If I could change geography, I would. No offense to Kennebunkport and Kittery and southern New Hampshire and the whole south shore, but I would squish them inland, or maybe shift them south. Then, I'd build a short bridge—I'm thinking five miles or so—from our house in Wellfleet to my sister's doorstep in Portland, Maine. My parents would only be a half hour's drive north, and we could all get together and cook and eat and sit around on Sundays. It would be just like last Sunday, when my sister and I both made pulled pork, except we could make it in the same pot, do half the dishes, and have twice the fun. It would be great.
Speaking of great, I should say a few things about the pulled pork. First off, I'd like to thank Martha—you know, the Martha—for making it all so easy. I have to admit that before I found her recipe I was sort of intimated by pulled pork, and when you routinely have half a pig in your freezer, that is not a good way to be. I was under the impression that you needed a crock pot, or possibly even a fire pit, but Martha straightened me out. She showed me that you can make excellent pulled pork with very few ingredients in your very own oven in less than three hours, and that it will be so good that even your husband will declare it "North Carolina Tasty."
It's easy. All you need is some pork shoulder (also known as pork butt)—we used two pork butt steaks with the bones still in—a bit of brown sugar, some cayenne pepper, minced garlic, and a few cups of apple cider vinegar. Seriously, that's it. Oh, and an oven. I also added homemade coleslaw and some Portuguese rolls, but that was for sandwiches. All in all, it made for an excellent experience.
Now we'll just have to wait for the next pig, and a new shoulder to experiment with. And maybe, just maybe, one day we'll build that bridge.
This is an excellent way to use pork shoulder—whether you have it as one big hunk or it's divided into steaks. Martha calls for boneless shoulder, but I don't think it really matters. We left the bones in and ours came out excellent.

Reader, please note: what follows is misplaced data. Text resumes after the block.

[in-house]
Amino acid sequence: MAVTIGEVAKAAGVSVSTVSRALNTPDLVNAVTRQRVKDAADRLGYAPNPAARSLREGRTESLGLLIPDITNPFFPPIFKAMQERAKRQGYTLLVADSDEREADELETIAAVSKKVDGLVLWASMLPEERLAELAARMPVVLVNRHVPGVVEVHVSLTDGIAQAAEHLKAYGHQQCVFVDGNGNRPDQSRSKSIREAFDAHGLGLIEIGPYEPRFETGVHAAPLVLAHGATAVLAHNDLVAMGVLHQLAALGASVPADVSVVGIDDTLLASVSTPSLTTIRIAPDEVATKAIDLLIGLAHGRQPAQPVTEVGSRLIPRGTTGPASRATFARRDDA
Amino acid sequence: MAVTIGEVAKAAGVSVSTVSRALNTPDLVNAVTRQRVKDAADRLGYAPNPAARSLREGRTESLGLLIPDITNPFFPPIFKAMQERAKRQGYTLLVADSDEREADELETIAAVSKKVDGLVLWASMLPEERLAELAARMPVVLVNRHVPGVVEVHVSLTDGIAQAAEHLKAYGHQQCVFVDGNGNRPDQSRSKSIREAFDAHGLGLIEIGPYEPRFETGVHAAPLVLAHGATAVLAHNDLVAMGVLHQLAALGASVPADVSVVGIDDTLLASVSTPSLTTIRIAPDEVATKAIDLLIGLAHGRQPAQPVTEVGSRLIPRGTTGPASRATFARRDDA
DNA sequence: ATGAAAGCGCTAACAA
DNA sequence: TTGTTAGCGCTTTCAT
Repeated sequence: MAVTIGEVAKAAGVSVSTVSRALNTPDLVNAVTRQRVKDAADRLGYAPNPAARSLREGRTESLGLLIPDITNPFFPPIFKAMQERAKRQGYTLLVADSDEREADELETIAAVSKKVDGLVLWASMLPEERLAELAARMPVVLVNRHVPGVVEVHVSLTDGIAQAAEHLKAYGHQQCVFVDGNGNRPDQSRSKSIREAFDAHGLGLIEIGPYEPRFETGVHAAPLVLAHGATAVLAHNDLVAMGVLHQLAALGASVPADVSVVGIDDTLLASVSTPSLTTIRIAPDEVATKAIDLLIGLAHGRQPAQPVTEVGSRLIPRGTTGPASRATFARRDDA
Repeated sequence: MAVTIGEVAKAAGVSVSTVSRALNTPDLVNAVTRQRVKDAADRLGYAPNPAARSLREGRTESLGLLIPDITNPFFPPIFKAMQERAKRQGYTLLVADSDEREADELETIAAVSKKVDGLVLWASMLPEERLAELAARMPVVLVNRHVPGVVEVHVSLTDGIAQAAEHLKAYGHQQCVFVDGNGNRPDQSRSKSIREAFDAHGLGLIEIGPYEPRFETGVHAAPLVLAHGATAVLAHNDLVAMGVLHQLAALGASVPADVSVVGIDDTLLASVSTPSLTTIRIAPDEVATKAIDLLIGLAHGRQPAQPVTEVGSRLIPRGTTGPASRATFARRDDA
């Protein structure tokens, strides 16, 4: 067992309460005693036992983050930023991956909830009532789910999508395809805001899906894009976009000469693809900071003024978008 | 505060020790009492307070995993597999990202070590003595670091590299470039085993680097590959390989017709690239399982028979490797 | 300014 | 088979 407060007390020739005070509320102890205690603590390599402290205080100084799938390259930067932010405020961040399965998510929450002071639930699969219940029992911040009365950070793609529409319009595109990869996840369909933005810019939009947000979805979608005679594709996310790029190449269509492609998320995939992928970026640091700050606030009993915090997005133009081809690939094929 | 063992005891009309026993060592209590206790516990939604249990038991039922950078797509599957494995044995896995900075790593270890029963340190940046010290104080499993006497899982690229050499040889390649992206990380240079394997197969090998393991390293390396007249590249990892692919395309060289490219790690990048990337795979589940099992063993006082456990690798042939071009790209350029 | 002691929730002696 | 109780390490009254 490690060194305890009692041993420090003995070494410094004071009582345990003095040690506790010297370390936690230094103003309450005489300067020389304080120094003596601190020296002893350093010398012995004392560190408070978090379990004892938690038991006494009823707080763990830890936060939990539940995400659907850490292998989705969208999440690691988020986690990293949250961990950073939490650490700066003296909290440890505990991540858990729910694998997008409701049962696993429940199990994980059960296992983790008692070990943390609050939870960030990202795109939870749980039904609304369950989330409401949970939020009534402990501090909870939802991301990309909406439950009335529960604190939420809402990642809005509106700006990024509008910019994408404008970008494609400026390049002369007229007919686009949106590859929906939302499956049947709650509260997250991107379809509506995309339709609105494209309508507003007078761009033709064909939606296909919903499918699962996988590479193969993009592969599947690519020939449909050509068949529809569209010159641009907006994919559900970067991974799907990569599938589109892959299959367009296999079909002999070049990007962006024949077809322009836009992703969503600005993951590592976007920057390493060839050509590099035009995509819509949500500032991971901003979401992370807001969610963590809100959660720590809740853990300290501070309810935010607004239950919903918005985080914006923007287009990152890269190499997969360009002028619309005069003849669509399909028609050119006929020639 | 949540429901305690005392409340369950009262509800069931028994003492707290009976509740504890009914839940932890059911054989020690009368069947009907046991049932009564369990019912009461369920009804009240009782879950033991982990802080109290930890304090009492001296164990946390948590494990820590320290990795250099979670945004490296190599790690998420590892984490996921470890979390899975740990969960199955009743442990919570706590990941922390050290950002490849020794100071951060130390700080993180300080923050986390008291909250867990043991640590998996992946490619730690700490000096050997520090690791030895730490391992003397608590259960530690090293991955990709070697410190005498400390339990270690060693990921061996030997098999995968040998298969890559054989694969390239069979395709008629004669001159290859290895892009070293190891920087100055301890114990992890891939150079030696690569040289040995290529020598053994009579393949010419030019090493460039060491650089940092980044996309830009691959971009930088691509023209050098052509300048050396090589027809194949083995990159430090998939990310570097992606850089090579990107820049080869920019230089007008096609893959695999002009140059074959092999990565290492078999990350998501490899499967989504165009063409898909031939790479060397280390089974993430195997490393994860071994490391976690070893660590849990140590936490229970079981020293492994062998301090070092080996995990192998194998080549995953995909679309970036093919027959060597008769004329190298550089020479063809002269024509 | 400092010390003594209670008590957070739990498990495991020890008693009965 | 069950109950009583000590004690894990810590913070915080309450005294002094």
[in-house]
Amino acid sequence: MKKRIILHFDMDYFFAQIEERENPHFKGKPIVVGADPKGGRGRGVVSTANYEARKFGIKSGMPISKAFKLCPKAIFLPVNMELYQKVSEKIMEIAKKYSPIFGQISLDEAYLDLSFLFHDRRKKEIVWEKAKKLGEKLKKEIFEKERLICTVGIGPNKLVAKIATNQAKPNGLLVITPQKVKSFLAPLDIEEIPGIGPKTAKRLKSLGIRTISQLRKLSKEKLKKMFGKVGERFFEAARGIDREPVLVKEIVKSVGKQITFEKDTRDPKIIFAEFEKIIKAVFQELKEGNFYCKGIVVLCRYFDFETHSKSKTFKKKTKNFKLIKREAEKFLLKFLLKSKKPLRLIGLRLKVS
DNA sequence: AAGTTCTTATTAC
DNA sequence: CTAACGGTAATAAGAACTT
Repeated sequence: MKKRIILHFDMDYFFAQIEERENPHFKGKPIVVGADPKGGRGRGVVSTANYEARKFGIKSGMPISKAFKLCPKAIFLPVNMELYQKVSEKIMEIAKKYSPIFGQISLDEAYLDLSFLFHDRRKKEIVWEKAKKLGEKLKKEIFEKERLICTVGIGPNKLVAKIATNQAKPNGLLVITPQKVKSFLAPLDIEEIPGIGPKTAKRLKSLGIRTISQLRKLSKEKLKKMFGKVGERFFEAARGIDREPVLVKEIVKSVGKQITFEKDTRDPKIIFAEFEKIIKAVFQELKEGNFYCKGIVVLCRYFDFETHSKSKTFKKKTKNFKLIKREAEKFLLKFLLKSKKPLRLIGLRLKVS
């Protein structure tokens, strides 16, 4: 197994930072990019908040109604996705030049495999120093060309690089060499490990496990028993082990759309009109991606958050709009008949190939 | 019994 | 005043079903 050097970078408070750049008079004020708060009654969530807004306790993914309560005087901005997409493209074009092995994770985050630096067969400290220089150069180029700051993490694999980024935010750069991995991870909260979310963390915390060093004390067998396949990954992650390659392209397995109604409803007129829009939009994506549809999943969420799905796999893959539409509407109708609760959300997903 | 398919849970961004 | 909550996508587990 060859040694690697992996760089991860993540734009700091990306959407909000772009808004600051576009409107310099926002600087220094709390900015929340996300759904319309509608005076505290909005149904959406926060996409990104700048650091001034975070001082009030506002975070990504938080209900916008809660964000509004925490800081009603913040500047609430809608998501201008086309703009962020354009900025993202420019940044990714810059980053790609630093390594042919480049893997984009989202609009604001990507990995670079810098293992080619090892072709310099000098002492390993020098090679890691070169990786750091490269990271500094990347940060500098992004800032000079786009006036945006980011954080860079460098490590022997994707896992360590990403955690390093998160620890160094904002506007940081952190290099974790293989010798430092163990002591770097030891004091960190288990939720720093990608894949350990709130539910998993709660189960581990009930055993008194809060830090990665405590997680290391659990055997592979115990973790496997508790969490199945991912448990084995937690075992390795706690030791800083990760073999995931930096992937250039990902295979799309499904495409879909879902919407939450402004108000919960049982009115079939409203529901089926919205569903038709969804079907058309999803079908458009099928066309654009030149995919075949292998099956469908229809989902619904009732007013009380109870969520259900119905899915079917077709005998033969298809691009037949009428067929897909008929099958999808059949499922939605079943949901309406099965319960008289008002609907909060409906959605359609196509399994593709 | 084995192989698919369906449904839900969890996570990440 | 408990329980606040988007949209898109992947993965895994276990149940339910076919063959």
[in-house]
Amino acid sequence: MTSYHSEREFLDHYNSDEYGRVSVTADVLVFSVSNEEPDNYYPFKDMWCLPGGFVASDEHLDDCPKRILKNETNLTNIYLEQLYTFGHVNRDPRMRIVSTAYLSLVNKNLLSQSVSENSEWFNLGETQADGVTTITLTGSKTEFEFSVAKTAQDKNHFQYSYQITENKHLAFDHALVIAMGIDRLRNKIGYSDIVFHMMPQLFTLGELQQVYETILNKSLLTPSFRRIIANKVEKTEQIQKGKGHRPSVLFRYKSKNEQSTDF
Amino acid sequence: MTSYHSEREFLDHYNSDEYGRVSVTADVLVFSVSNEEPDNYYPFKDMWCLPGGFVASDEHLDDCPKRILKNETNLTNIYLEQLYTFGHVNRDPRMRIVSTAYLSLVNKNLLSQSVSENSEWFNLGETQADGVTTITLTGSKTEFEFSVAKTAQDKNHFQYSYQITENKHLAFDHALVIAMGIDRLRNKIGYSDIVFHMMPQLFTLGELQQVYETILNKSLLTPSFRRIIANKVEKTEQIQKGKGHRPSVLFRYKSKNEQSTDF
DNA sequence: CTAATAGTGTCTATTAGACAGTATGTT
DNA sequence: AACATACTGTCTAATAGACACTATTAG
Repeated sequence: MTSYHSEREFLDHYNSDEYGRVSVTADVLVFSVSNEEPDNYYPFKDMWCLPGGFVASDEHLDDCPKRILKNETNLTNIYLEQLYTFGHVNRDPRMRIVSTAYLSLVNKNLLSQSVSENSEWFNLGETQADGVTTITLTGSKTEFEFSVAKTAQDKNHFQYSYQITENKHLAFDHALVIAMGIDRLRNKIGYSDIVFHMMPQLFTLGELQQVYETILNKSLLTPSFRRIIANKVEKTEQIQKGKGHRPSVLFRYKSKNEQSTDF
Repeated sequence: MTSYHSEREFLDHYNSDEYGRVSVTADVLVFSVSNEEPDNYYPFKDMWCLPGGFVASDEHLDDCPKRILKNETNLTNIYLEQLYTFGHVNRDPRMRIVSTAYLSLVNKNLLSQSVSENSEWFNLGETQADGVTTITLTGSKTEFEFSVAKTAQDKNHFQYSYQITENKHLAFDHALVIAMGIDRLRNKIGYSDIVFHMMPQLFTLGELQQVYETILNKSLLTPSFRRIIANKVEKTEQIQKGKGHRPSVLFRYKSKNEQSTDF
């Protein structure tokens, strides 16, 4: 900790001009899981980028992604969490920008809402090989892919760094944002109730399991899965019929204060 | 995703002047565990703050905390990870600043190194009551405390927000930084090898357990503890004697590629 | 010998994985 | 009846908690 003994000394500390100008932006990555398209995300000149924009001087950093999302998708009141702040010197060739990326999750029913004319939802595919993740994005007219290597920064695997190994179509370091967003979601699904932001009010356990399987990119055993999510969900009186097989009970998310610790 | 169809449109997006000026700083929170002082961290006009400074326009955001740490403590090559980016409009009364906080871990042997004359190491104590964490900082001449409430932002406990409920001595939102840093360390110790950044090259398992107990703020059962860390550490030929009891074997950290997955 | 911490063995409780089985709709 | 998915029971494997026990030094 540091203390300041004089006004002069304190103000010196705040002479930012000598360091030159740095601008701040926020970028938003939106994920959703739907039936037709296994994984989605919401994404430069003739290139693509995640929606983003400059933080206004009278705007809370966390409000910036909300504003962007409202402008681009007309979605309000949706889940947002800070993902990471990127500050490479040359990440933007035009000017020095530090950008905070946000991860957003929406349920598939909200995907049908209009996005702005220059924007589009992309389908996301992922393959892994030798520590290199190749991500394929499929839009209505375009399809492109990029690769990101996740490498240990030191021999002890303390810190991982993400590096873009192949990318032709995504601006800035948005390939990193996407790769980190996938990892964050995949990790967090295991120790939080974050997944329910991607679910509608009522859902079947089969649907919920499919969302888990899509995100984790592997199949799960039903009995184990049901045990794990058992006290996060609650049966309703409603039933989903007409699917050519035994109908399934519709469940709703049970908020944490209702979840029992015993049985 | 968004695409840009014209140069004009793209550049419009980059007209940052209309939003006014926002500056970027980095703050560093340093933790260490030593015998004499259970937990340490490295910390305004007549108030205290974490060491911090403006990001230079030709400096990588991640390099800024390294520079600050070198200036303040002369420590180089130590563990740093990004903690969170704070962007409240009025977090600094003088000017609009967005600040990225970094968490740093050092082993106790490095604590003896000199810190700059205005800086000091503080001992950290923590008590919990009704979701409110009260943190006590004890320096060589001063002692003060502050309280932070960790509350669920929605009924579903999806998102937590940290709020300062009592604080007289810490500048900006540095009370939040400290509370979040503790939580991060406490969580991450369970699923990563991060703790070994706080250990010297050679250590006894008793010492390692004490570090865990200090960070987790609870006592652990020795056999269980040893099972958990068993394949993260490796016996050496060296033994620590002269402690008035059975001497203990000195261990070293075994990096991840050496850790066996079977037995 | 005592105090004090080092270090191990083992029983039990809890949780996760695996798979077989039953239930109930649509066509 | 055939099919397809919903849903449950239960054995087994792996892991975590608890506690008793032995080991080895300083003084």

When it comes time to toss the cooked meat with the pan juices, don't be afraid of adding the fat back in—if the meat is from a pastured animal, this is where you'll not only get your flavor but also a lot of top notch nutrients.
1/4 cup packed brown sugar
1/2 teaspoon cayenne pepper
1 tablespoon sea salt
1 teaspoon ground pepper
3 pounds pork shoulder, cut into four pieces
1 and 1/2 cups cider vinegar, plus extra for serving
4 garlic cloves, minced
1/2 cup water
for sandwiches: add 8 sandwich rolls & homemade coleslaw (I like shredded cabbage and grated carrots with roughly this dressing)
Preheat the oven to 350 degrees F. In a small bowl, whisk together the sugar, cayenne pepper, salt, and pepper.
Place the meat in a large, heavy-bottomed pot and rub it with the spice mixture.
In a medium bowl, whisk together the vinegar, garlic, and water and pour this mixture over the pork. Cover the pot, put it in the oven, and bake for about 2 and 1/2 hours, or until the meat is very tender and separates easily when pulled with a fork.
Transfer the pork to a cutting board, saving the juice in the pan. Use two forks to shred the meat, put the meat in a large bowl, and toss it with the reserved juice. (You may not need all of it; we used about two thirds). At this point, if you like your pork a little tangier, add a few extra tablespoons cider vinegar.
If you're making sandwiches, pile the rolls with equal portions pork and coleslaw, and serve at once.